GIRLS IN TRUCKS, Katie Crouch. Southern debutante Sarah Walters takes center stage in this novel of interconnected stories, each literary snapshot focusing on a different stage in her developments from young member of the Charleston Cotillion Training School to her return home as a thirtysomething following the death of her father. Various techniques are used for the individual chapters - first person, third, even second. Few writers can pull off the novel as interconnected stories - Melissa Bank's Girls' Guide to Hunting and Fishing, Elizabeth Strout's Olive Kitteridge - but Ms. Crouch easily takes her place among them. This is stupendous storytelling and Sarah Walters is a character that will remain in readers' hearts and minds.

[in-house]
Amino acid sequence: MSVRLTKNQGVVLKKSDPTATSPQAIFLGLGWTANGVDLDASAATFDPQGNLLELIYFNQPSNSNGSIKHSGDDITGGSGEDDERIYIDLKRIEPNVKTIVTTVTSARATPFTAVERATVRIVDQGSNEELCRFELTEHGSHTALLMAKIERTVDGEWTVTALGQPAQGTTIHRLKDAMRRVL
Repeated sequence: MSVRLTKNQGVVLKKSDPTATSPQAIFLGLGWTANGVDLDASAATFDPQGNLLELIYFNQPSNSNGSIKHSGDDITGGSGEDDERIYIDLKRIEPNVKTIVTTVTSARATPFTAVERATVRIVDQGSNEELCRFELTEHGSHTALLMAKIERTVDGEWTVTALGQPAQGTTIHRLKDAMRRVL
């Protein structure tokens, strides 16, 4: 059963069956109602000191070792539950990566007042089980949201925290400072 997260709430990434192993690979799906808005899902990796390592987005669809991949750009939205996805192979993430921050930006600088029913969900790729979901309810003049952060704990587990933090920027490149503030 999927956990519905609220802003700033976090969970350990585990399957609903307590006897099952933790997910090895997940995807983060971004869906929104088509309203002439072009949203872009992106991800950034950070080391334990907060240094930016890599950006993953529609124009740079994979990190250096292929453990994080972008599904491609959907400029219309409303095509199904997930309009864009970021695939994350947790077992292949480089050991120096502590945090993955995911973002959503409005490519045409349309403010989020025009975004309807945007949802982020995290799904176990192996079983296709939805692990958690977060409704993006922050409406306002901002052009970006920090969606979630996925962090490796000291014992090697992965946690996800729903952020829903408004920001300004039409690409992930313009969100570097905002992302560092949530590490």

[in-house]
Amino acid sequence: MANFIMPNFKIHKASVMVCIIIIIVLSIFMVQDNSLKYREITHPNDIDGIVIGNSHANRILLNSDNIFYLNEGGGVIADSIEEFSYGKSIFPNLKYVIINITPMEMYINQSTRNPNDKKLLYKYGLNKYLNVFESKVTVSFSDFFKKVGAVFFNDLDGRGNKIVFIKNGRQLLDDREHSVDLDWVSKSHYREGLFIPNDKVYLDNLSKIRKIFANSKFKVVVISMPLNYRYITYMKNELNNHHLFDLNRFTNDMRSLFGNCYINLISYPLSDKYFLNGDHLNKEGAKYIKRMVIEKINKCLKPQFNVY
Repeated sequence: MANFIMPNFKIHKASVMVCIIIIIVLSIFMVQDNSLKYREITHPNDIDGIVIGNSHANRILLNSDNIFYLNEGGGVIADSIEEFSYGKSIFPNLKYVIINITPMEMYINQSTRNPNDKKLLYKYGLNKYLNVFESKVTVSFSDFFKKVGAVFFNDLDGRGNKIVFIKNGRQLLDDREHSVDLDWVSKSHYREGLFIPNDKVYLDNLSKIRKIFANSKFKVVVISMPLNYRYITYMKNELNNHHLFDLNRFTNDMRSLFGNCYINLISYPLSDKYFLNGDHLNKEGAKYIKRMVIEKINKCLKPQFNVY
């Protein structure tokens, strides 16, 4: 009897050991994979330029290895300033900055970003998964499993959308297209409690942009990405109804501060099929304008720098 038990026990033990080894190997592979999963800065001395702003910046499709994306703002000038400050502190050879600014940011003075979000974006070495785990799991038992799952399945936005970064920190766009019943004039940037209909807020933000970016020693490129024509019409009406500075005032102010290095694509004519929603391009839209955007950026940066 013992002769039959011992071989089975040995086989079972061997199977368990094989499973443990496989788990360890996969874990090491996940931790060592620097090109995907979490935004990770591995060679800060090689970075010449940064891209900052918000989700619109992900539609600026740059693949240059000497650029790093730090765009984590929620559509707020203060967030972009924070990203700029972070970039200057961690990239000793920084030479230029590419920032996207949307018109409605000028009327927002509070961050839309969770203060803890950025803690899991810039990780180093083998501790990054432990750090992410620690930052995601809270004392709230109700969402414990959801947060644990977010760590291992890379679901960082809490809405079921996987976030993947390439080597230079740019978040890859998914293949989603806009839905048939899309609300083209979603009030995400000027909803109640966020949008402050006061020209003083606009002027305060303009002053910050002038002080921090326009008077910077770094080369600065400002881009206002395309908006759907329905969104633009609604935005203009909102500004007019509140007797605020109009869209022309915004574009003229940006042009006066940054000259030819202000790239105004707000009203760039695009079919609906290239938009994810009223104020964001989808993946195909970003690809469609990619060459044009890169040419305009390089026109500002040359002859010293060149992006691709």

DO-OVER!, Robin Hemley. The subtitle of this nonfiction work says it all: "In which a forty-eight-year-old father of three returns to kindergarten, summer camp, the prom, and other embarrassments." The idea of a do-over - the chance to go back and repeat critical periods in a person's life in the hopes of getting it right the second time - will appeal to many readers, prompting them to mull over what they'd demand a do-over on if given the opportunity. Each reader will find their own standout chapters here. For me, it was the one on summer camp, even though I've never been.
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